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I have been musing on Luke 22:31-32.  Jesus is speaking to Simon Peter shortly before he goes to the cross, and shortly before Peter will deny his Saviour three times.  Jesus says, “Simon, Simon, behold, Satan demanded to have you, that he might sift you like wheat, but I have prayed for you that your faith may not fail.”

Simon is about to face the greatest trial of his life.  It would seem, that Satan was laying a claim on Simon.  He would have been a prize for the evil one.  The subversion of Judas would have been less of a challenge.  After all, Judas had already been stealing from the offering given to Jesus and his ministry.  Greed had already consumed Judas’ heart.  Jesus would later say that he was the one destined to perdition.

But to have captured Simon Peter would have been a coup.  The leader among the disciples!  To have Peter, would mean that Jesus is unable to keep his own.  It would have meant that Jesus’ words in John 18:9 were hollow words.  “Of those whom you gave me I have lost not one.”  Hence the driving ambition of the evil one.  He wanted Peter

I find it fascinating that Jesus did not pray that Simon should not be sifted like wheat.  He didn’t even pray that Satan would not have a “whack” at him.  Instead, Jesus prayed that Simon’s faith would not fail.  And, as we know, in spite of a tragic failure, Simon did not desert his Lord.  And Jesus, as we know, re-instated Simon.  I am convinced that the only reason Simon Peter did not abandon his attachment to Jesus, is because Jesus was praying for him.  This is the sole explanation of his ultimate triumph.

So, how about us?  Given that so many have apostatized, what is to assure any of us that we will not do the same.  Christ has not promised us, that we would not suffer.  Disappointment, rejection, failure and grief surely lies before all of us.  How can we be assured, that in the midst of our suffering, we will not do what Job’s wife encouraged her husband to do?  “Curse God and die.”  Is there any reason for assurance?

There is every reason for assurance.  Like Peter, Jesus is praying for us.  That’s why you haven’t fallen from the faith.  Hebrews 7:25 says, “Consequently, he is able to save to the uttermost those who draw near to God through him, since he always lives to make intercession for them.”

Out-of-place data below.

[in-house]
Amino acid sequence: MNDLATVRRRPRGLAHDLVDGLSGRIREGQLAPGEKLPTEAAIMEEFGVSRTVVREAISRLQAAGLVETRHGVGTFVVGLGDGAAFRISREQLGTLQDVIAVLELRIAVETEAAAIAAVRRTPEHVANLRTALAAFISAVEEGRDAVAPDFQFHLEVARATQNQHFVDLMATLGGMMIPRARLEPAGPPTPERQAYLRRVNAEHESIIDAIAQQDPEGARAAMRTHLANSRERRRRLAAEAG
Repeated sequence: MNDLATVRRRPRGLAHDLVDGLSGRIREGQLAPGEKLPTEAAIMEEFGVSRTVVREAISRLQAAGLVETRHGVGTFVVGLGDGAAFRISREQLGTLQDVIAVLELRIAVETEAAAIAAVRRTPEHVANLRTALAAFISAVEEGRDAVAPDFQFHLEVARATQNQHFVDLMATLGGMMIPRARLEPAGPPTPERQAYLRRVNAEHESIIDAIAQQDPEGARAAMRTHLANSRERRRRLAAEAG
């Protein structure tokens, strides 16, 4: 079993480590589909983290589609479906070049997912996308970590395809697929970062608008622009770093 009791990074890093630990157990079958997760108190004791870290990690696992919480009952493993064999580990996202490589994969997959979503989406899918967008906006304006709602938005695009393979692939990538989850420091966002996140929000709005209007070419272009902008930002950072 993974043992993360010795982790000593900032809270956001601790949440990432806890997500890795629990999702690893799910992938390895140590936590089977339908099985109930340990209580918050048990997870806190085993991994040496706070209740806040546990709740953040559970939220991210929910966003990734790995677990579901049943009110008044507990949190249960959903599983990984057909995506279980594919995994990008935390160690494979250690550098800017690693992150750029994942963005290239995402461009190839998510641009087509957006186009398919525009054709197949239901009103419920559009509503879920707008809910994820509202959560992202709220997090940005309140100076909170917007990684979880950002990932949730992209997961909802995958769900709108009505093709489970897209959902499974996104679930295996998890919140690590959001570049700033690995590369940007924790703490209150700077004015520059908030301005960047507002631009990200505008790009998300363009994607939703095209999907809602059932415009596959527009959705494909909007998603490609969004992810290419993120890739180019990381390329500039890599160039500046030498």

Jesus is always praying for his children.  I hope you find that comforting.  But more than comforting, you should find it exciting and overwhelming.  The passage in Hebrews says that the outcome of his intercession is that he is able to save to the uttermost those who draw near to him.  The passage means that he is able to save in the most complete sense possible.  That is, he is able to save “eternally” those who draw near to him.

All of us know that some prayers we pray are not answered in the affirmative.  Perhaps there is sin in our heart, that needs to be dealt with first.  OR, we might be praying outside the will of God.  But Jesus is sinless.  Furthermore, he never prays outside of God’s will.  AND, his prayers are always answered in the affirmative.

Take heart child of God!  You are weak, but his prayers for you are strong.  Satan has demanded to have you, but your saviour has prayed for you.  You will not fail.

Dr. John Neufeld

Dr. John Neufeld

Dr. John Neufeld is the national Bible teacher at Back to the Bible Canada. He has served as Senior Pastor, church planter, conference speaker and educator, and is known both nationally and internationally for his passion and excellence in expositional preaching and teaching.

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